Juneau Co. cougar stymies wildlife experts

Elroy, Wis. – The 1,200-pound Hereford beef cow was no match for
the predator weighing only a small fraction of its quarry. On July
3, Lester Leatherberry found the cow, killed as the result of an
apparent attack by a cougar that, since early March, has farm folks
in Juneau County on edge.

“It was sad,” said Lester’s wife, Lynn. “We raised her from a
calf.” The couple operates a 300-acre beef and dairy operation near

The Leatherberrys also lost a heifer on March 1, the first time
they were aware of the cougar’s presence in the area, Lynn said.
“He (Lester) found it half buried, dead.”

According to Lynn Leatherberry, the cougar is holed up in the
vicinity of a large rock outcropping near their property where the
animal has been seen several times. Lester also saw the cat in a
tree and attempted to take a photo of it with his cell phone, but
was unable to get a clear shot as the cougar jumped to another tree
and disappeared deeper into the woods.

Cougars are opportunistic hunters, sometimes killing without eating
their prey, Lynn Leatherberry said. “If it moves, they’ll kill it,
just like a house cat,” she said.

The cougar also struck about three miles away at a 126-acre sheep
ranch operated by Sherry Jones and George Bender. Four sheep – one
a purebred Suffolk valued at about $400 – were killed while two
horses also were attacked. Both horses sustained injuries to the
neck, but survived. One was attacked twice.

“It (the cougar) has got to be destroyed,” Bender said.

DNR Acting Director of the Bureau of Endangered Resources Keith
Warnke said the agency plans to do just that if the opportunity
presents itself.

The DNR contracts with the U.S. Department of Agriculture Animal
and Plant Health Inspection Service-Wildlife Services to capture
problem animals. Wildlife Services trappers from the Waupun office
have placed foot-hold traps and cable restraints at the depredation
sites, Warnke said. To this point, however, the cougar has not been
observed with game cameras at the sites.

Dogs also may be used to track and tree the cougar where it would
be euthanized.

“Wildlife Services will try to humanely euthanize this individual
(cat),” Warnke said.

The agency also has issued shooting permits to at least 13
landowners in the area.

“Permits can be issued to landowners with livestock who have had a
depredation or who keep livestock within one mile of a Wildlife
Services-verified depredation,” Warnke said.

If a cougar is killed by a permit holder, the shooter must report
it to the local conservation warden as soon as possible, Warnke
said. The carcass must then be turned over to the DNR.

Not only are authorities concerned about domestic animal
depredation, but the area where the cougar roams is within a couple
of miles of the Elroy-Sparta bike trail.

“The sheriff (Juneau County Sheriff Brent Olson) has been out here
several times to try to find it,” Bender said.

DNR and USDA officials aren’t sure if the cougar is the same one
that was seen farther north in Dunn, Pierce, and St. Croix counties
in December. That cat was first seen near Stillwater, Minn., and
was believed to have traveled across the St. Croix River on the ice
and into St. Croix County. The cat was moving south and east,
covering five to seven miles per day.

According to DNR Mammal Ecologist Adrian Wydeven, cougars also were
tracked in Price and Bayfield counties in January and February of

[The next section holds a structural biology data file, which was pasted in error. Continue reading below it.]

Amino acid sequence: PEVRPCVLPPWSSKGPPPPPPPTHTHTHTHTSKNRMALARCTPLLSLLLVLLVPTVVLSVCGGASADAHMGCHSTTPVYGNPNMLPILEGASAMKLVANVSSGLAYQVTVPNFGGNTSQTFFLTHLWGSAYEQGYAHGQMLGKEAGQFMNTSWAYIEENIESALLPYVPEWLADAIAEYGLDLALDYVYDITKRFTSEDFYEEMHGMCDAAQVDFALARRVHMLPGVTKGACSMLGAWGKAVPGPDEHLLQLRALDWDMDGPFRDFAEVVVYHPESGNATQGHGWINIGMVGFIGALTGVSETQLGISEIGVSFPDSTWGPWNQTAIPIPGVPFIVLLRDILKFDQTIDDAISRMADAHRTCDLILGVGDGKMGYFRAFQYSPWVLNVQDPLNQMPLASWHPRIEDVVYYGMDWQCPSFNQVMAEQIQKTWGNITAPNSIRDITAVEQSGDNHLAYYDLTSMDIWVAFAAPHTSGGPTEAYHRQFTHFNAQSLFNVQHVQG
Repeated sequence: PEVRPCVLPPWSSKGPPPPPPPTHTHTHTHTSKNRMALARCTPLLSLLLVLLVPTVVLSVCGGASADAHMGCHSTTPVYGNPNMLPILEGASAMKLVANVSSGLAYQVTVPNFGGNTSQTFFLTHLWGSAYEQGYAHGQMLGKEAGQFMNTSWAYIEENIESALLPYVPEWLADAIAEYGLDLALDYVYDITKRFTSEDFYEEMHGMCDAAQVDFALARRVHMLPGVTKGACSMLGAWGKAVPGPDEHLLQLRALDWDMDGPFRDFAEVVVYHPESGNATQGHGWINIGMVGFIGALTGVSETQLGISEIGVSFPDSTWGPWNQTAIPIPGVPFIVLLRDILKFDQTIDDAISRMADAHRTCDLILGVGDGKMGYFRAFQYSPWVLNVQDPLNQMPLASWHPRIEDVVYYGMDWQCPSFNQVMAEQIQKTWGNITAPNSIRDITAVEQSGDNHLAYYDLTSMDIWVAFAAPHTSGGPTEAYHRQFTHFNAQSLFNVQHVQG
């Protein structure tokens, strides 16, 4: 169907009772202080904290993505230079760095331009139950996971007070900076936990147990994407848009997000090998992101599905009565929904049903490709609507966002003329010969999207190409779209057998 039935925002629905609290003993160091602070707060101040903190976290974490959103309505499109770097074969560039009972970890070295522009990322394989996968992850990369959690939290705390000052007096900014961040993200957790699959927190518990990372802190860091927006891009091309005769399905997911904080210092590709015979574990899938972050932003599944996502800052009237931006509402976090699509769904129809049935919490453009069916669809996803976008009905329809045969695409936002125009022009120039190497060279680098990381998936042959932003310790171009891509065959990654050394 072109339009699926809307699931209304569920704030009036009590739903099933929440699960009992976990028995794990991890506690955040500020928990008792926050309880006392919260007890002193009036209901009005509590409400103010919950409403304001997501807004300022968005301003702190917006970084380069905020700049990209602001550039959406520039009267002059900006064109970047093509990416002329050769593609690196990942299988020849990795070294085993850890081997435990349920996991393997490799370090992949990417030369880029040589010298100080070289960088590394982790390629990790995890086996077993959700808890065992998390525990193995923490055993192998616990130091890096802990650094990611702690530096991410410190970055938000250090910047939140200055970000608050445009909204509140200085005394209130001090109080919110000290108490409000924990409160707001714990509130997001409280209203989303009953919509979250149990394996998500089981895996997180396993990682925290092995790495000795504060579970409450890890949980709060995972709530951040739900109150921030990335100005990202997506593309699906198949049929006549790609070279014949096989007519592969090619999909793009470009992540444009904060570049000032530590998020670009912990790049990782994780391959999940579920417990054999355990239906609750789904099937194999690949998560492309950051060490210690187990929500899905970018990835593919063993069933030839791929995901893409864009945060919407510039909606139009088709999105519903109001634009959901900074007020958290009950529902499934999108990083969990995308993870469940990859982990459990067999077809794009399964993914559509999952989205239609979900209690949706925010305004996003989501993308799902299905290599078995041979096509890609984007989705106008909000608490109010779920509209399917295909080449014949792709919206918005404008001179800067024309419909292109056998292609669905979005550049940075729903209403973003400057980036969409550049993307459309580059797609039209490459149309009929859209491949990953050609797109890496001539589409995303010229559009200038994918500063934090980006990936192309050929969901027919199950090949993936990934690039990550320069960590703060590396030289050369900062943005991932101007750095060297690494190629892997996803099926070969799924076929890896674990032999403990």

2009 and in Spooner in March, 2009. These are believed to be two
different animals, Wydeven said.

Yet another cougar was photographed on a trail camera near Lena in
Oconto County on May 20, and is assumed to be the same animal that
was photographed 28 miles away in Wallace, Mich. Both Wisconsin and
Michigan DNR officials consider these as confirmed observations of
the same animal.

There have been numerous suspected sightings prior to the more
recent ones, however. A DNR report on cougar sightings in Wisconsin
from 1994 to 2003 lists a total of 345 incidents that were
considered either “possible” or “probable.” Examples of evidence to
confirm a cougar’s presence might include a carcass, photograph,
tracks, or DNA-confirmed feces.

According to the DNR, the cougar spotted near the Walworth County
city of Milton in January 2008 was the first confirmed instance of
a wild cougar in Wisconsin since they were extirpated from the
state in the early part of the 20th Century. That animal later was
shot in Chicago.

Prior to European settlement, mountain lions ranged throughout the
Great Lakes region. Since their primary prey was white-tailed deer,
they were found throughout the wooded portions of Wisconsin and in
the oak savannas of the southern part of the state.

While attacks on humans are rare, anyone encountering a cougar is
advised to stand tall with arms extended skyward while backing away
toward some type of protective cover. Anyone encountering a cougar
or other unusual mammal should contact the DNR at (888) WDNRINF
(888 936-7463) or the local conservation warden.

While the agency has been supportive of conservation and recovery
of other carnivores, Warnke said, officials “will continue to work
to protect livestock and farmers in Juneau County.

“To maintain public tolerance of these large predators, problem
animals need to be quickly and efficiently removed from the
landscape,” he said.

A Juneau County farmer who wished to remain anonymous said the
mountain lion has been seen fairly often in the Five Corners area
of the county. He said that about four weeks ago a houndsman tried
to strike the cat’s track with his trailing hounds, but was

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